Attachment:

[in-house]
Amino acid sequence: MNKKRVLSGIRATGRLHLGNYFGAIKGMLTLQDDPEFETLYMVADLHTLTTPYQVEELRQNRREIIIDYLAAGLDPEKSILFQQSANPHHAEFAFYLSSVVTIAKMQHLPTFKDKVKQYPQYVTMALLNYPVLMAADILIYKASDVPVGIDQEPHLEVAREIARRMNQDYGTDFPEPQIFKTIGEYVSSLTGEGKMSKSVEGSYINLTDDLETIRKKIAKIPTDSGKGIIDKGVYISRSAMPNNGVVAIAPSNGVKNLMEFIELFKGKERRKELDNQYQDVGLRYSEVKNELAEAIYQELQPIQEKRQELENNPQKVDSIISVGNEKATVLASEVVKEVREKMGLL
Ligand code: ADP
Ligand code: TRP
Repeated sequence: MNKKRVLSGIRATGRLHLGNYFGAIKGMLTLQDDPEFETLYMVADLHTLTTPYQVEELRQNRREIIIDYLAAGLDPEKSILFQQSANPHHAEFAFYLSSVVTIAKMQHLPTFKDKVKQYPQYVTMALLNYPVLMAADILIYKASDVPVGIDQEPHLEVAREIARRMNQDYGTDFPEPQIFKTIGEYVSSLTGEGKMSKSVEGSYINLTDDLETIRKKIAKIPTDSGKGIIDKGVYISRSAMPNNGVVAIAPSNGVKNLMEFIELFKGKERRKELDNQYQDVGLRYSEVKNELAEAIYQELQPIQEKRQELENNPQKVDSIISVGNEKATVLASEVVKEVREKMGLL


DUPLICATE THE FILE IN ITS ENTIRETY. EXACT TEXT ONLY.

[in-house]
Amino acid sequence: MNKKRVLSGIRATGRLHLGNYFGAIKGMLTLQDDPEFETLYMVADLHTLTTPYQVEELRQNRREIIIDYLAAGLDPEKSILFQQSANPHHAEFAFYLSSVVTIAKMQHLPTFKDKVKQYPQYVTMALLNYPVLMAADILIYKASDVPVGIDQEPHLEVAREIARRMNQDYGTDFPEPQIFKTIGEYVSSLTGEGKMSKSVEGSYINLTDDLETIRKKIAKIPTDSGKGIIDKGVYISRSAMPNNGVVAIAPSNGVKNLMEFIELFKGKERRKELDNQYQDVGLRYSEVKNELAEAIYQELQPIQEKRQELENNPQKVDSIISVGNEKATVLASEVVKEVREKMGLL
Ligand code: ADP
Ligand code: TRP
Repeated sequence: MNKKRVLSGIRATGRLHLGNYFGAIKGMLTLQDDPEFETLYMVADLHTLTTPYQVEELRQNRREIIIDYLAAGLDPEKSILFQQSANPHHAEFAFYLSSVVTIAKMQHLPTFKDKVKQYPQYVTMALLNYPVLMAADILIYKASDVPVGIDQEPHLEVAREIARRMNQDYGTDFPEPQIFKTIGEYVSSLTGEGKMSKSVEGSYINLTDDLETIRKKIAKIPTDSGKGIIDKGVYISRSAMPNNGVVAIAPSNGVKNLMEFIELFKGKERRKELDNQYQDVGLRYSEVKNELAEAIYQELQPIQEKRQELENNPQKVDSIISVGNEKATVLASEVVKEVREKMGLL